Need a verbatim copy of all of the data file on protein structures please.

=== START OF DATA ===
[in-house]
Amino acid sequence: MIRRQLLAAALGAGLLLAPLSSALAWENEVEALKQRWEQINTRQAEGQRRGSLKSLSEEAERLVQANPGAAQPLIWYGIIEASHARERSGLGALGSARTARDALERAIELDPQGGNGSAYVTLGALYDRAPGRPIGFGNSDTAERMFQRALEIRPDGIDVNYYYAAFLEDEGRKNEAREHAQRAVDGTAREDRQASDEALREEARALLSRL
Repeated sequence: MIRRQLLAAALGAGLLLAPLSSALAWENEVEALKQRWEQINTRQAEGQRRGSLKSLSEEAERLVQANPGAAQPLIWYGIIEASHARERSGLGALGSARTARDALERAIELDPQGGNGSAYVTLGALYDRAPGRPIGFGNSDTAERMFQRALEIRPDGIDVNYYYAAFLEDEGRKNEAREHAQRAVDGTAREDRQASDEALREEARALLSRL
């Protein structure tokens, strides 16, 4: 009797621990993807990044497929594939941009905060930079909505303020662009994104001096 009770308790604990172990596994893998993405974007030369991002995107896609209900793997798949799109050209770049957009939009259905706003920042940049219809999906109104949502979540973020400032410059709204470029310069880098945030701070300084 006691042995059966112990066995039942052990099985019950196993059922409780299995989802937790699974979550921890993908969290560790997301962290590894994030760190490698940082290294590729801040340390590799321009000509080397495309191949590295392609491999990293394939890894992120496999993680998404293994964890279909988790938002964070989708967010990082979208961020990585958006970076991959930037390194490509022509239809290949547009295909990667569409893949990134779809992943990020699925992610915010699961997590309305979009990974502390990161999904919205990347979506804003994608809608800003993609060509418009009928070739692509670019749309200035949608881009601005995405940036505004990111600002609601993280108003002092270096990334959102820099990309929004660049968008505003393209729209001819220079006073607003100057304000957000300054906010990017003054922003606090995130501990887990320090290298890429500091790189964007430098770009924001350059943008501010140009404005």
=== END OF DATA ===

[in-house]
Amino acid sequence: MIRRQLLAAALGAGLLLAPLSSALAWENEVEALKQRWEQINTRQAEGQRRGSLKSLSEEAERLVQANPGAAQPLIWYGIIEASHARERSGLGALGSARTARDALERAIELDPQGGNGSAYVTLGALYDRAPGRPIGFGNSDTAERMFQRALEIRPDGIDVNYYYAAFLEDEGRKNEAREHAQRAVDGTAREDRQASDEALREEARALLSRL
Repeated sequence: MIRRQLLAAALGAGLLLAPLSSALAWENEVEALKQRWEQINTRQAEGQRRGSLKSLSEEAERLVQANPGAAQPLIWYGIIEASHARERSGLGALGSARTARDALERAIELDPQGGNGSAYVTLGALYDRAPGRPIGFGNSDTAERMFQRALEIRPDGIDVNYYYAAFLEDEGRKNEAREHAQRAVDGTAREDRQASDEALREEARALLSRL
């Protein structure tokens, strides 16, 4: 009797621990993807990044497929594939941009905060930079909505303020662009994104001096 009770308790604990172990596994893998993405974007030369991002995107896609209900793997798949799109050209770049957009939009259905706003920042940049219809999906109104949502979540973020400032410059709204470029310069880098945030701070300084 006691042995059966112990066995039942052990099985019950196993059922409780299995989802937790699974979550921890993908969290560790997301962290590894994030760190490698940082290294590729801040340390590799321009000509080397495309191949590295392609491999990293394939890894992120496999993680998404293994964890279909988790938002964070989708967010990082979208961020990585958006970076991959930037390194490509022509239809290949547009295909990667569409893949990134779809992943990020699925992610915010699961997590309305979009990974502390990161999904919205990347979506804003994608809608800003993609060509418009009928070739692509670019749309200035949608881009601005995405940036505004990111600002609601993280108003002092270096990334959102820099990309929004660049968008505003393209729209001819220079006073607003100057304000957000300054906010990017003054922003606090995130501990887990320090290298890429500091790189964007430098770009924001350059943008501010140009404005």